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In this autobiographical reminiscence of the war years, Roy Bartlett relates the experiences of a young boy living in the West London suburb of Ealing, particularly during the sustained German Luftwaffe ‘Blitz’ on the capital in 1940 during which he sustained injury. Millions of people in London and other cities, children as well as adults, survived the horrors and rigours of the war.
Many accounts have been written, but few from the viewpoint of a child.
Aged nine years at the outbreak of war his initial understanding of events was shaped by excitement, evacuation for a short period and what his mother could conjure up to eat from the meagre food rations.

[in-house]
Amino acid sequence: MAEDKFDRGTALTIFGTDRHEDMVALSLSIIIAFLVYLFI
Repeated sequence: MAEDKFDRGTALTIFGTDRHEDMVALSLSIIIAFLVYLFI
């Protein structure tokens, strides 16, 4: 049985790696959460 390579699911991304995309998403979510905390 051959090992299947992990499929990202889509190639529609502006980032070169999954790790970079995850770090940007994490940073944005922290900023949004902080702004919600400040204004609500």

As Roy grew older, under ever-worsening conditions, his comprehensions of events broadened.
This ensuing account of family life on the home front is a fascinating and absorbing blend of factual information and personal experience of the grim reality of those dark days, yet softened by subtle humour and boyish escapades that bring a smile to the reader.
An person who lived through the period of history and the younger generations that follow, will find this narrative to be an informative and valuable historical account of a young lad’s life throughout that terrible time.